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A Thousand Honey Creeks Later
My Life in Music from Basie to Motown—and Beyond
Preston Love; Johnny Otis, pref.; George Lipsitz, intro.



Music/Culture

Wesleyan
1997 • 296 pp. 33 illus. 6 x 9"
Music / African-American Studies

$24.95 Paperback, 978-0-8195-6320-0



"Love has a rare gift for storytelling, recounting details of his life with such focus and intensity that the reader can almost feel the bus bumping along the Midwest highways of the 1930s . . . [A] bittersweet love letter to the good old days." —Publishers Weekly

The rise of jazz and Motown seen through the eyes of a premier African American performer.

Preston Love's resume reads like a Who's Who of American music: member of the Count Basie Band during its heyday in the 40s, studio musician in Los Angeles, cohort of Jo Jones, Lester Young, Ray Charles, and Dizzy Gillespie, and back-up player for Marvin Gaye, the Temptations, Smokey Robinson, Aretha Franklin, Gladys Knight, and Stevie Wonder. In this autobiography Love shows that, while the music centers of New York, New Orleans, Chicago, and Kansas City nurtured the development of those uniquely African American forms, jazz and the Motown sound, significant contributions were also being made by territory bands tirelessly performing in outposts like St. Cloud, Minnesota, Guthrie, Oklahoma, and Honey Creek, Iowa.

It was in the latter town where Love, a 15-year-old from the black ghetto of Omaha, made his musical debut. Captivated by the sweet alto sax sounds of Earle Warren, Love took up the instrument and within a decade was sitting in Warren's chair. But Love's personal odyssey is more than a chronicle of endless bus rides, bad crowds in backwater clubs, and feast-or-famine finances endured en route to the top. In a distinctive and passionate voice he outlines significant facets of African American history: the central importance of the family in musical development, institutional racism in American popular culture, and the interracial nature of the music world. He also describes the growth of the music industry, especially Motown, what he calls "the powerful colossus from Detroit." Love's story, told with uncanny memory and unfailing honesty, provides an important view into the career of a musician and the evolution of a major musical form.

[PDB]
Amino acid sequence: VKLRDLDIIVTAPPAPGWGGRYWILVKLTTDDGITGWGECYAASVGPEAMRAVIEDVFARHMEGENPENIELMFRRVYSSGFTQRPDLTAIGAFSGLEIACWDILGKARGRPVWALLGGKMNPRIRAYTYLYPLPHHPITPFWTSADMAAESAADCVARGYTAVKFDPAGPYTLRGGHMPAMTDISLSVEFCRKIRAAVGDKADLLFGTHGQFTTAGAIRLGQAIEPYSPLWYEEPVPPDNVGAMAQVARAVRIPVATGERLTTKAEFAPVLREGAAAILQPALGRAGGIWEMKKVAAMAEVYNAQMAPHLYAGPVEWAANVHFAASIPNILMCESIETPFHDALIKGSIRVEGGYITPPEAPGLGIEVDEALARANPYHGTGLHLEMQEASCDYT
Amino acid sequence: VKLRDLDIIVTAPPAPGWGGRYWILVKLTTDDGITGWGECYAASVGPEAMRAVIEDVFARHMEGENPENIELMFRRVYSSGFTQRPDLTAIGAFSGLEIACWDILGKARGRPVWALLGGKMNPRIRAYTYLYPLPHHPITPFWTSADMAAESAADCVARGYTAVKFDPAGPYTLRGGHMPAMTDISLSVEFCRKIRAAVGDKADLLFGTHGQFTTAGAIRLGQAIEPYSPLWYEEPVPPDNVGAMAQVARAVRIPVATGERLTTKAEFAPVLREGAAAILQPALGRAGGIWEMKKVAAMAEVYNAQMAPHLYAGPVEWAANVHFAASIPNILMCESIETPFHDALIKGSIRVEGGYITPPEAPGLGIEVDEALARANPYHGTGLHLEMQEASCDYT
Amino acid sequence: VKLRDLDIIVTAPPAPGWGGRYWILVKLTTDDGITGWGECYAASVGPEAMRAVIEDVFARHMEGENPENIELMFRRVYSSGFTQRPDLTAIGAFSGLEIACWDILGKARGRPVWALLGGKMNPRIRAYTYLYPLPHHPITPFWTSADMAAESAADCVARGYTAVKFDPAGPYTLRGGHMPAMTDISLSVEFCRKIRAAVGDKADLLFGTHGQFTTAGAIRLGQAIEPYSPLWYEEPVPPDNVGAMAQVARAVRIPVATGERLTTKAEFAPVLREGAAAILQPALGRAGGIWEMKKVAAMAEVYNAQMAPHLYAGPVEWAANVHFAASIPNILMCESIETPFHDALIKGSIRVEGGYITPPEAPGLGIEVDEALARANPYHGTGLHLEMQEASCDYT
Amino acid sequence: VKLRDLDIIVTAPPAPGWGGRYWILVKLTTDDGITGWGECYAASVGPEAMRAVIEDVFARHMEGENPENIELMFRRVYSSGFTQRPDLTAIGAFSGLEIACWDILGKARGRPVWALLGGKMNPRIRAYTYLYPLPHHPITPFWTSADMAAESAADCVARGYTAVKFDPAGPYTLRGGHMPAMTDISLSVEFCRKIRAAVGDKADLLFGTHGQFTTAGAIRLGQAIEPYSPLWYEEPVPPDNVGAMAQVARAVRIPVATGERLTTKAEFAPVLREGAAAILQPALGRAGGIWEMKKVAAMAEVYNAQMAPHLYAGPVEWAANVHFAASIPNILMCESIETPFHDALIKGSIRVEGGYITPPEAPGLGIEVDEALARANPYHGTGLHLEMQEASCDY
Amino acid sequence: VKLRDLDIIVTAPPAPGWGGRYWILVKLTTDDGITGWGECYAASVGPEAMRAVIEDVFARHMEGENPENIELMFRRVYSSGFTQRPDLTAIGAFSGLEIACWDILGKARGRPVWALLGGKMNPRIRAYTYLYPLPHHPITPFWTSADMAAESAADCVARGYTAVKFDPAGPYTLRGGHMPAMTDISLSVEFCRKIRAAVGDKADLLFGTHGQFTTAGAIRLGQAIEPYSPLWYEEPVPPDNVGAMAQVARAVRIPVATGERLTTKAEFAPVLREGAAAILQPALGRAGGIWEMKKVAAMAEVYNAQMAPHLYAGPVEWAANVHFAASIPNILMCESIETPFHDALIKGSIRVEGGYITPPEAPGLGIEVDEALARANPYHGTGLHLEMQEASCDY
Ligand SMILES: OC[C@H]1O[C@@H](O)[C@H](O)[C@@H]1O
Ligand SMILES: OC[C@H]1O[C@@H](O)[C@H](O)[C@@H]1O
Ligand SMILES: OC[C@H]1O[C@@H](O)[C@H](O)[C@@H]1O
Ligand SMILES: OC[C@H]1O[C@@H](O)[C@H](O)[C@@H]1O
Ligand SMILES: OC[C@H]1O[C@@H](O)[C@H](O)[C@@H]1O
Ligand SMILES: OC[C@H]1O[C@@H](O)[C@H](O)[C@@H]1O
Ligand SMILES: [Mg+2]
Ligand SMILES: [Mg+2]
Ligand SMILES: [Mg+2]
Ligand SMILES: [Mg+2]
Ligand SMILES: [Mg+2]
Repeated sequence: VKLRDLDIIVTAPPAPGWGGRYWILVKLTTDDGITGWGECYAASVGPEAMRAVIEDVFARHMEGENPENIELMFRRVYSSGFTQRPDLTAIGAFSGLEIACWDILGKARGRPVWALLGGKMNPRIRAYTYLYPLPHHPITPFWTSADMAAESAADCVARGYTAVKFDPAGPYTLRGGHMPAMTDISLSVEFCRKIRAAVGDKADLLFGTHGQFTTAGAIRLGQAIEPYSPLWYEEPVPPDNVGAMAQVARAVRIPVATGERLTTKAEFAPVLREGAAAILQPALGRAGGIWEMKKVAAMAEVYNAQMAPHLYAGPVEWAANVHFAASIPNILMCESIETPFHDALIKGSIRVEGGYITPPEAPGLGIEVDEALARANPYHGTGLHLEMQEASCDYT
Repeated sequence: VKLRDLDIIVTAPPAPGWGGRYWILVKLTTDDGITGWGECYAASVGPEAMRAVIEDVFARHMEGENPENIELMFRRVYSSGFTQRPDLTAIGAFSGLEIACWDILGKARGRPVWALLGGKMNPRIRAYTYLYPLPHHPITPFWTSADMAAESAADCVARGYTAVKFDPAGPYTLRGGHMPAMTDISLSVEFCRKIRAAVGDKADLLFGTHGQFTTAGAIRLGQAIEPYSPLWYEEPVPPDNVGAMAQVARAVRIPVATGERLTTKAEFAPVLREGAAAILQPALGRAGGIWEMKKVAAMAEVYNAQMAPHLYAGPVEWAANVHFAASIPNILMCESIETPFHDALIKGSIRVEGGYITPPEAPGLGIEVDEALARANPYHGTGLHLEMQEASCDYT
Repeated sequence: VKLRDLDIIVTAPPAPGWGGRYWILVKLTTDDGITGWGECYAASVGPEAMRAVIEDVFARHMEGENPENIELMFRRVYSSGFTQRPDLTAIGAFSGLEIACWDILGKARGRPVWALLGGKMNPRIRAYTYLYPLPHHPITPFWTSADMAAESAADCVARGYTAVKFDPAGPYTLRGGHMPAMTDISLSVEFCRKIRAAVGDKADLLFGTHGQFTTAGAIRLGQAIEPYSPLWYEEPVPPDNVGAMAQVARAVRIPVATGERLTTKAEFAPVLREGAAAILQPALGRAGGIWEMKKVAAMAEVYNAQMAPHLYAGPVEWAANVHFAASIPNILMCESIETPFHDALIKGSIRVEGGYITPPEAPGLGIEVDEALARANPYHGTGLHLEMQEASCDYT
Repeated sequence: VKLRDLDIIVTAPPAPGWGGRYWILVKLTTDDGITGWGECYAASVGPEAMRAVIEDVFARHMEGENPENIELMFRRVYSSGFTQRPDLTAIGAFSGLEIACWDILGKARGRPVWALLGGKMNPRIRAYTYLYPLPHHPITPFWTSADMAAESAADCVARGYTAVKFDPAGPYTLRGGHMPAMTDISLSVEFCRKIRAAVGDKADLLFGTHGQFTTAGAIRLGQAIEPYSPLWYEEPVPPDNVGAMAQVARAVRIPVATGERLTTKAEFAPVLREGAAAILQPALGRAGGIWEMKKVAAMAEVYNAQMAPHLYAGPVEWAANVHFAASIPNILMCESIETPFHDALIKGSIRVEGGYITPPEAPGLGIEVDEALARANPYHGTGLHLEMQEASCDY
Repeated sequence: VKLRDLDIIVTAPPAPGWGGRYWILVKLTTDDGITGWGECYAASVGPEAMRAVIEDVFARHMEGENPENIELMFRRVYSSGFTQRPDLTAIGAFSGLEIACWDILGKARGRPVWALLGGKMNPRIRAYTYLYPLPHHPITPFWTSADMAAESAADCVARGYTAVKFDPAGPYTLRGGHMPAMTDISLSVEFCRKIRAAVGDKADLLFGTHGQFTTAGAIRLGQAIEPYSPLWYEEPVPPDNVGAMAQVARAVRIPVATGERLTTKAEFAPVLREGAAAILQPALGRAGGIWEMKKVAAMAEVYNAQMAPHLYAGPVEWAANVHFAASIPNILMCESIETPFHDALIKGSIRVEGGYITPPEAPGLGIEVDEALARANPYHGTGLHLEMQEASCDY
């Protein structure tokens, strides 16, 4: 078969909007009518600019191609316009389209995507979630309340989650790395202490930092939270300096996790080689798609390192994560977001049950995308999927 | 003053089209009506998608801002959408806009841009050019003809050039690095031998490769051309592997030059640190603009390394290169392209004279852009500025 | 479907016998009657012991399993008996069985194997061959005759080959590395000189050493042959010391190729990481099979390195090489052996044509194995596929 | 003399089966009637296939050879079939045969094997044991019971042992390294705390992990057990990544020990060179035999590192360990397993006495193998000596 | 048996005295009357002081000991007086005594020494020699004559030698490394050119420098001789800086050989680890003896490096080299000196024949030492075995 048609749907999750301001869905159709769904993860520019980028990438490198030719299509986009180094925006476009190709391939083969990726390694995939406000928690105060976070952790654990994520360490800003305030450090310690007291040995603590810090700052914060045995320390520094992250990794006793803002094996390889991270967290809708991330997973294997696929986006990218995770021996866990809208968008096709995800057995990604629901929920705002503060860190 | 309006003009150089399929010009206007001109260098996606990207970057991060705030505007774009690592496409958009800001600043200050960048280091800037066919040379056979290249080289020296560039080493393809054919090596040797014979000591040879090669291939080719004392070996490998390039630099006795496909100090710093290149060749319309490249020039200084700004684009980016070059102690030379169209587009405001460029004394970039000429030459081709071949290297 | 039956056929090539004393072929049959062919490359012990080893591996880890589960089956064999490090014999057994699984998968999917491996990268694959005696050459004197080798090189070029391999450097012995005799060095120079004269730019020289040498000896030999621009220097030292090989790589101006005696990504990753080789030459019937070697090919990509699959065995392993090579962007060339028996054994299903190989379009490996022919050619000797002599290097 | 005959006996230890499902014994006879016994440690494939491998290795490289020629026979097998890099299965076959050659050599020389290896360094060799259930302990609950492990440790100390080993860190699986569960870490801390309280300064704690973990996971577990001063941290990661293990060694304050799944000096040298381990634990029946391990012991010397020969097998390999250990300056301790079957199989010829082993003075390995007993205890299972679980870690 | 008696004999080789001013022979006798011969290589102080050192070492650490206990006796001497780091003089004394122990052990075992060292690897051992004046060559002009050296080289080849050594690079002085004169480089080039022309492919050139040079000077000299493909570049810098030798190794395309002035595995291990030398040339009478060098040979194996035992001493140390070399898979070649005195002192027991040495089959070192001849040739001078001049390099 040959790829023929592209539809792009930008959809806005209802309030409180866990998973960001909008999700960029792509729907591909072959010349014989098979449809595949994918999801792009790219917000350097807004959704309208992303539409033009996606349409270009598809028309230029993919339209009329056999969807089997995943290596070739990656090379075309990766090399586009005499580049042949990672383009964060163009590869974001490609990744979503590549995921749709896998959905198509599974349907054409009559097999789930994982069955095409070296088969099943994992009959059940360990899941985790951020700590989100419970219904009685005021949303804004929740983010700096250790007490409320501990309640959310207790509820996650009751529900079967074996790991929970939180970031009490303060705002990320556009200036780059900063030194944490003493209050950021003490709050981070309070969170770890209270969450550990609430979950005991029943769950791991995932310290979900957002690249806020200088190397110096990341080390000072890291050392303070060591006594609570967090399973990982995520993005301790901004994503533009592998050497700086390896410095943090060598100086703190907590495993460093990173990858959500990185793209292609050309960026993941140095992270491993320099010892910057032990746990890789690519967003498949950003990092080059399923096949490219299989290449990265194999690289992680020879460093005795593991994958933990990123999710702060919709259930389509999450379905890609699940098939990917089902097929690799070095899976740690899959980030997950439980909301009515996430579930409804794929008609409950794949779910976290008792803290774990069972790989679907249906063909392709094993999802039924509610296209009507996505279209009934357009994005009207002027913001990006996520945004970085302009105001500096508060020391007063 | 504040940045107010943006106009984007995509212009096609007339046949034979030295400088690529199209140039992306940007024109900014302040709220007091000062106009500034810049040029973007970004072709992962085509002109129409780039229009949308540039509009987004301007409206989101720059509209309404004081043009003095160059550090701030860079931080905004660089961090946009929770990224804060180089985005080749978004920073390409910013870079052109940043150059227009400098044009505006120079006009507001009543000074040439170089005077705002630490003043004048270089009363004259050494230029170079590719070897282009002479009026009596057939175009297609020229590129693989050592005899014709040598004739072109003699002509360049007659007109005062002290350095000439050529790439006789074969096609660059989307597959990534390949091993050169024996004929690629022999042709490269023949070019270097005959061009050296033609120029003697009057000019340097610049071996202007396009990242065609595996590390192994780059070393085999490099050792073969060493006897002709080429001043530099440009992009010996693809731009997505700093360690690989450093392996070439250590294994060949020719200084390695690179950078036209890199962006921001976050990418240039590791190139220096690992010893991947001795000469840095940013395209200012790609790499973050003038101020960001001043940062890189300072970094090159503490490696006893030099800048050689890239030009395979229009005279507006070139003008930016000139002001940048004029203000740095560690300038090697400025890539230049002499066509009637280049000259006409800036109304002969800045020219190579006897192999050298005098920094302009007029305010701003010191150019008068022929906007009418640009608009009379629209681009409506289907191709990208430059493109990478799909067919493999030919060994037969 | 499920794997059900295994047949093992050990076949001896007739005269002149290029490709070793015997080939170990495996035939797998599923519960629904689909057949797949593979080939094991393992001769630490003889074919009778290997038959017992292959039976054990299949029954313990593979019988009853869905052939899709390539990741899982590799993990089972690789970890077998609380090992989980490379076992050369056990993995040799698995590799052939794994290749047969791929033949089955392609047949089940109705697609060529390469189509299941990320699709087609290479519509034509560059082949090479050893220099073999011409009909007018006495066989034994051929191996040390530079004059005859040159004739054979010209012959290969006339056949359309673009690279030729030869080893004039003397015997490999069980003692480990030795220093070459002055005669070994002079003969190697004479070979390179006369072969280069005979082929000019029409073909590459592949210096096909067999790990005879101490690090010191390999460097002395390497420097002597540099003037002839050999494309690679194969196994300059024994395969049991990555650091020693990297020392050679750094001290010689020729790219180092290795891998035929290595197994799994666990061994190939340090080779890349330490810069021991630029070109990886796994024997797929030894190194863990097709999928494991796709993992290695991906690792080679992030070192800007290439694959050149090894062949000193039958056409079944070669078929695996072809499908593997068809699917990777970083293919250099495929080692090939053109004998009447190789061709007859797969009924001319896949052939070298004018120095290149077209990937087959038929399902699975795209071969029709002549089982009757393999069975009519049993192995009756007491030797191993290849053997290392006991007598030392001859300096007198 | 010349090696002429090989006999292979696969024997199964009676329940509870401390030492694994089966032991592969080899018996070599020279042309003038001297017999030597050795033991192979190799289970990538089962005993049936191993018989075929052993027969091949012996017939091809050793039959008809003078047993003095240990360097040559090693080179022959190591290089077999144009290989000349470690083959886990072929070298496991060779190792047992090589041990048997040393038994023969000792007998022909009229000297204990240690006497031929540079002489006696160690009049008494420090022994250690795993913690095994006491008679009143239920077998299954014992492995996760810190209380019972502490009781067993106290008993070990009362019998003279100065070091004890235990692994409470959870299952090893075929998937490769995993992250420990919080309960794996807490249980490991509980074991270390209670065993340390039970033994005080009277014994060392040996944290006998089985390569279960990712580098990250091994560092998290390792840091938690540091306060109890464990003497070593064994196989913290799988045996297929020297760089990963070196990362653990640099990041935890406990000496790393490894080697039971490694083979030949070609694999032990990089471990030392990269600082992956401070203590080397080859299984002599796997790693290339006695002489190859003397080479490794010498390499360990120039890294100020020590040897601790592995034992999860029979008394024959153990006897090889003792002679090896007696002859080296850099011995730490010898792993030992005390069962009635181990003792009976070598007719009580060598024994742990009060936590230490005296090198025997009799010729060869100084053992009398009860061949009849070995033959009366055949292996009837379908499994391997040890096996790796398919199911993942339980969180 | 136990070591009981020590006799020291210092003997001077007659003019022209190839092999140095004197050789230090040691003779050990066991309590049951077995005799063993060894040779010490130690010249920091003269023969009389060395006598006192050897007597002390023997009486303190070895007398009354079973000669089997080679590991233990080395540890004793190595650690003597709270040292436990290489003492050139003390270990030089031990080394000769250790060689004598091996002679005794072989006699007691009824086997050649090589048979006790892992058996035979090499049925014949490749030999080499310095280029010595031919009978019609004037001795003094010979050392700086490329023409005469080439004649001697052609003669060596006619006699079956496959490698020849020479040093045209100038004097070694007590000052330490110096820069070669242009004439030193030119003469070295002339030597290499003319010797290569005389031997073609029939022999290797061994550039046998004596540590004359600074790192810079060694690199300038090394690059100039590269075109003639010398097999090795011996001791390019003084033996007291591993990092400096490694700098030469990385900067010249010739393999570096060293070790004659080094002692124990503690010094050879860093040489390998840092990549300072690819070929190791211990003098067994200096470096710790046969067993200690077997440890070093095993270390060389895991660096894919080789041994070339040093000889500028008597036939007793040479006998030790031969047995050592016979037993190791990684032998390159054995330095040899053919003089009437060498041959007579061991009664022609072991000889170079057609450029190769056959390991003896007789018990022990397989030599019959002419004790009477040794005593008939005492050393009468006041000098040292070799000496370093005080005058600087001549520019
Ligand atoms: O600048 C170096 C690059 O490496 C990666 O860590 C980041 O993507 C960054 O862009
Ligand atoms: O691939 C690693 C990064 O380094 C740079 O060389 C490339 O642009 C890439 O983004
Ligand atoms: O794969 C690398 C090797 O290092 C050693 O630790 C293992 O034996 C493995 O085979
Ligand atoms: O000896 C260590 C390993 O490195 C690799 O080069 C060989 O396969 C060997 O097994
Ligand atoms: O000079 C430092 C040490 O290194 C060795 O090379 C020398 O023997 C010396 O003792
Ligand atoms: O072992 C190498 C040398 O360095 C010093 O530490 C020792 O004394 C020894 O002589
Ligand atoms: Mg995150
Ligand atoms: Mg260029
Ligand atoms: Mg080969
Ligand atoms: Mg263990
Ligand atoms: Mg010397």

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Reviews / Endorsements

"Love has a rare gift for storytelling, recounting details of his life with such focus and intensity that the reader can almost feel the bus bumping along the Midwest highways of the 1930s . . . [A] bittersweet love letter to the good old days." —Publishers Weekly

"This book is unique in its broad coverage of a jazz musicianπs working life . . . The hard times and the good times are all spelled out here in arresting detail."—Stanley Dance, author of The World of Count Basie

"This remarkable and unique story is not merely an account of a musician's career -- it is also an important contribution to African American social history, to the history of the music business, and to our understanding of institutional racism in American popular culture. It is a pathbreaking work of social history written with a warmth, wit, and keen eye for historical detail."—Daniel Czitrom, author of Media and the American Mind



Preston Love, a distinguished musician and jazz/Motown authority, has received an Honorary Doctorate of Music from Creighton University and the Urban League of Nebraska's National Prominence Award.



Sun, 19 Mar 2017 19:03:04 -0500